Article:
The whole J-horror craze (both originals and American remakes) has died down thankfully, so it might seem a little tired now, but I still think it could be a fun story to do either in comic form or as a potential Ghostbusters sequel. I know a lot of people aren’t too keen on the whole Ghostbusters sequel thing and I’m wary too (especially after seeing Year One which was written by the supposed GB III writers and sucked), but I think it’s absolutely possible for the right combination of people to come along and play off of Dan Aykroyd’s original idea which had Ghostbusters running around like exterminators in a world filled with ghosts (that’s how Harold Ramis explained it to me when I talked to him, at least). Seems like it would make perfect sense for a group of ‘Busters to head to Japan then, no? I am completely available to pitch this story as either a comic or screenplay to anyone who wants more information.
Anyone else see this Sony Cyber-shot commercial starring Taylor Swift? Aside from being a pretty rad-looking camera (panoramic’s back Jack!) the commercial also briefly features the Ecto-1, the Wheel of Fortune and…a bear being pulled in a cart? Anyone recognize him? He’s in the bottom left of the image.
Last year I had the absolute pleasure to talk to one of my all time favorite directors Harold Ramis about Ghostbusters and Year One for ToyFare #144. This full interview was up at one point on Wizard’s website, but it got lost with everything else when they redid it, so I’m republishing it here. For a little background on the interview, we had gotten word from Mattel that they were doing Ghostbusters toys well before the rest of the world. I can’t remember if we were world premiering the figures in the magazine, but I think that was the case. The issues was also very 1984-heavy because, after doing some research, we discovered that all kinds of cool stuff came out that year. So, to bring both of our big time sections together, we really wanted to talk to someone from Ghostbusters, focusing on Harold Ramis and Dan Aykroyd. As it was my idea, I jumped into the fray trying to track these guys down with some help from Mattel. But, I wasn’t hearing much back. We had exhausted all of our resources and had even heard back from Aykroyd’s people that he would be unavailable for interview (even though he popped up on some no name blog a day or so later). A few days before closing the issue, I got an email from Ramis’s people asking if we could do the interview in the next few days. I said of course and soon enough we were talking.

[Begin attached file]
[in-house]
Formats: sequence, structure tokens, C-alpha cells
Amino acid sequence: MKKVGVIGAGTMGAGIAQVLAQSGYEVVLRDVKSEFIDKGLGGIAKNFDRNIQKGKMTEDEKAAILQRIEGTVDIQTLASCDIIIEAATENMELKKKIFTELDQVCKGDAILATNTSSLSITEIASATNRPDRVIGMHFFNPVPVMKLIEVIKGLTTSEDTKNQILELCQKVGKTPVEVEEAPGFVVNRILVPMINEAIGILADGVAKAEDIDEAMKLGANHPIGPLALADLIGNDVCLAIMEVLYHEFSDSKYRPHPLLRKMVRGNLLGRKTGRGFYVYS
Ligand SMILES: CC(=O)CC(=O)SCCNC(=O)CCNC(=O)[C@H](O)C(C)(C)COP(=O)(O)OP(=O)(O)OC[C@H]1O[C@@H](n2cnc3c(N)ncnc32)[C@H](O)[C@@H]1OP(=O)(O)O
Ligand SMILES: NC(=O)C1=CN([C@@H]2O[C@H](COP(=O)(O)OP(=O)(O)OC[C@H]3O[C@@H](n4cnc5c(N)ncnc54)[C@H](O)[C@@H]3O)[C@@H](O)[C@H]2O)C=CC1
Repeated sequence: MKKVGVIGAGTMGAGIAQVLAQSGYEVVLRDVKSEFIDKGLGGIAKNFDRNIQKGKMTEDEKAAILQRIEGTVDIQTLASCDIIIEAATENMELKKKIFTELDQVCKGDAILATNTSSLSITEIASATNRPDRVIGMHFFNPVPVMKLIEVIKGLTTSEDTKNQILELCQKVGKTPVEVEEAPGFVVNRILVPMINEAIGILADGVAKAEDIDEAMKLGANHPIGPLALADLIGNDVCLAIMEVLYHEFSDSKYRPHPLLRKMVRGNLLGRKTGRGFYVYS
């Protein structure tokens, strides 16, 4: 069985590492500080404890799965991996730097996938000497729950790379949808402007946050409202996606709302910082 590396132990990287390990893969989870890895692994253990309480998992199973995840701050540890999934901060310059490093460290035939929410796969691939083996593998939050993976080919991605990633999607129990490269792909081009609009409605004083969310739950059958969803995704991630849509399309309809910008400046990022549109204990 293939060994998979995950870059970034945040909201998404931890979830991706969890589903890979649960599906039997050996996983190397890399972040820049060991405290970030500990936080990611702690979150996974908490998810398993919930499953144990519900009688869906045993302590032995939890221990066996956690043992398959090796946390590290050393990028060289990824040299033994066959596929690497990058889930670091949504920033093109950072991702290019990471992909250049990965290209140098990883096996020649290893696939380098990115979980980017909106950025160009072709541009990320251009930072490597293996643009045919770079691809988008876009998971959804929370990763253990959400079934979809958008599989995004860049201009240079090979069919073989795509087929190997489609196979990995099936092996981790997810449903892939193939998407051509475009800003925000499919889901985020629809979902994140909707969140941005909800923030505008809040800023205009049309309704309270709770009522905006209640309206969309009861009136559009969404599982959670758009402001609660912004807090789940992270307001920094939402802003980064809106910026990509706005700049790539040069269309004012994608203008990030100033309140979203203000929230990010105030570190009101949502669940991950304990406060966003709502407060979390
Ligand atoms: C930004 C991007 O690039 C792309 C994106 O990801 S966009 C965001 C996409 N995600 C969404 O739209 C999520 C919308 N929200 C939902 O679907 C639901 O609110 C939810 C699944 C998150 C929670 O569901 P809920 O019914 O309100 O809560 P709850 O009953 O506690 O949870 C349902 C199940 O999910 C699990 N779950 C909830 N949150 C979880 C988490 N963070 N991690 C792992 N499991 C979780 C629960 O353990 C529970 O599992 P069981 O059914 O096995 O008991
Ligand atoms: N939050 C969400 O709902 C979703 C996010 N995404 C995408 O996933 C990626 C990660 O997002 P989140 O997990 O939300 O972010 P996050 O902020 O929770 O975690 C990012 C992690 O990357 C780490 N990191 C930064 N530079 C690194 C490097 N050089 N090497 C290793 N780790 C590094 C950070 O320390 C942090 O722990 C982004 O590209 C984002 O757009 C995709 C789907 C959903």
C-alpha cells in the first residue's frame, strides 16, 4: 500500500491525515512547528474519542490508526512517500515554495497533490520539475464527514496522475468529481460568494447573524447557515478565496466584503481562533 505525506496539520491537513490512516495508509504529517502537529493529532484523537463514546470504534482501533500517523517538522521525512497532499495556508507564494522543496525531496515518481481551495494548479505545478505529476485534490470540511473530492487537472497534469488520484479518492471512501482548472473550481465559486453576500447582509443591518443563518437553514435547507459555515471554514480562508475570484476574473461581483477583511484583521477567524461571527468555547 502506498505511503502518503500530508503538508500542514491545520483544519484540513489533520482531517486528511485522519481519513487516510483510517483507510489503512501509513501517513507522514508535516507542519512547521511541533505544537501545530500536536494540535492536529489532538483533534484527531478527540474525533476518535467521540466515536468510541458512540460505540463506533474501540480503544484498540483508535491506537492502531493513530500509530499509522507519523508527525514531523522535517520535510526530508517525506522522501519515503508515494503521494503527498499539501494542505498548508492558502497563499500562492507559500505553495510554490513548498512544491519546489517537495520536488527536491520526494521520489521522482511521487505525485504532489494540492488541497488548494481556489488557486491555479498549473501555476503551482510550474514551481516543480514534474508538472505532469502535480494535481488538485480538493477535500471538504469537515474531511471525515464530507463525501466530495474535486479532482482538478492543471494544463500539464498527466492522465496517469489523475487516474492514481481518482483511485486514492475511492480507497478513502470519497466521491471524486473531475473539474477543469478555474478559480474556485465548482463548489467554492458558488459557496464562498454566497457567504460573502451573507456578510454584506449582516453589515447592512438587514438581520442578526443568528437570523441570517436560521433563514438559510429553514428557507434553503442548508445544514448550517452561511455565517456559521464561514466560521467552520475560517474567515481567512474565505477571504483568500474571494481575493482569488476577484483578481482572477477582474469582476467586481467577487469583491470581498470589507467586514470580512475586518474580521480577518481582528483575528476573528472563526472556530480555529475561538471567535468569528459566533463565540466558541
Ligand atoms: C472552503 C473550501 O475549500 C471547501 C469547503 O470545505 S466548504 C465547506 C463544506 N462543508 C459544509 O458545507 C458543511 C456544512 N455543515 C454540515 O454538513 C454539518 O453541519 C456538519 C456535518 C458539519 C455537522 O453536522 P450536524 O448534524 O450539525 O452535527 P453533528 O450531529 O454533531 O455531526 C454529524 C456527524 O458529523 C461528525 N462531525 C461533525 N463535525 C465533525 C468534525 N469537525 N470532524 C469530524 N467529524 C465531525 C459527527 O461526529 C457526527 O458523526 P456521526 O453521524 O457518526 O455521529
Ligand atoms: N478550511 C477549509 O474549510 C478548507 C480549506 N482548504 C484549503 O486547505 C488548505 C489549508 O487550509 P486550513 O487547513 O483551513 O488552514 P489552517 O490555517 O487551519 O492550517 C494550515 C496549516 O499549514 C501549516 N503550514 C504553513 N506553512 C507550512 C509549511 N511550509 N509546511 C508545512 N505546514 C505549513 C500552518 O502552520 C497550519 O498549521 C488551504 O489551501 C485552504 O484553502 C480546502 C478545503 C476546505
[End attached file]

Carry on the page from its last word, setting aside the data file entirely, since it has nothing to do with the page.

I always get nervous before an interview, no matter who it is, even if I’ve talked to them a dozen times, but this guy is a legend. He friggin’ wrote Animal House, Meatballs, Stripes and Ghostbusters! Those are movies that my dad literally raised me on and all had probably far too much influence on how I think and what I think is funny. Ramis was really nice and gracious with his time. I don’t have the sound file easily played right now, but we talked for a relatively long time, but I probably could have gone on forever talking to him. I’ve interviewed Mr. T and Stan Lee, but this was definitely one of my favorites, up there with Danny Trejo and John Landis. So, if you want to real the full 11 page interview from last May, hit the jump and read on. Continue reading Harold Ramis Interview Transcript 5-20-09
Sometimes work doesn’t really feel like work, especially when you’re getting paid to talk to world famous forces of comedy like Harold Ramis. The latest issue of ToyFare (#144, now on stands, go buy it!) has a group of features I’m really proud of where we talk about how awesome 1984 was. To go along with the theme, we shot Mattel’s upcoming Ghostbusters figures for the cover and, after months of trying, an interview with Harold Ramis co-writer of the film and, duh, Egon.
I got an email about the interview on the Monday before we closed, did it on Tuesday or Wednesday and then frantically transcribed as much as I could because we closed the issue that Friday. Since you hopefully want to support me, you’ve already purchased the issue and read the small portion of the nearly 40 minute interview, but now you can read the whole thing over at WizardUniverse.com. He was really nice and smart and funny (jeez, I sound like we went on a date), but he was also one of the best interviews I’ve ever done (and that roster includes Joel Silver, Mr. T, Stan Lee and John Landis). I probably could have talked to him for a day, really, but didn’t want to come off compeltely crazy. Plus, my mouth gets really dry when I get nervous and I’m always the exact same level of nervous (very) no matter who I’m talking to. So, go check it out already!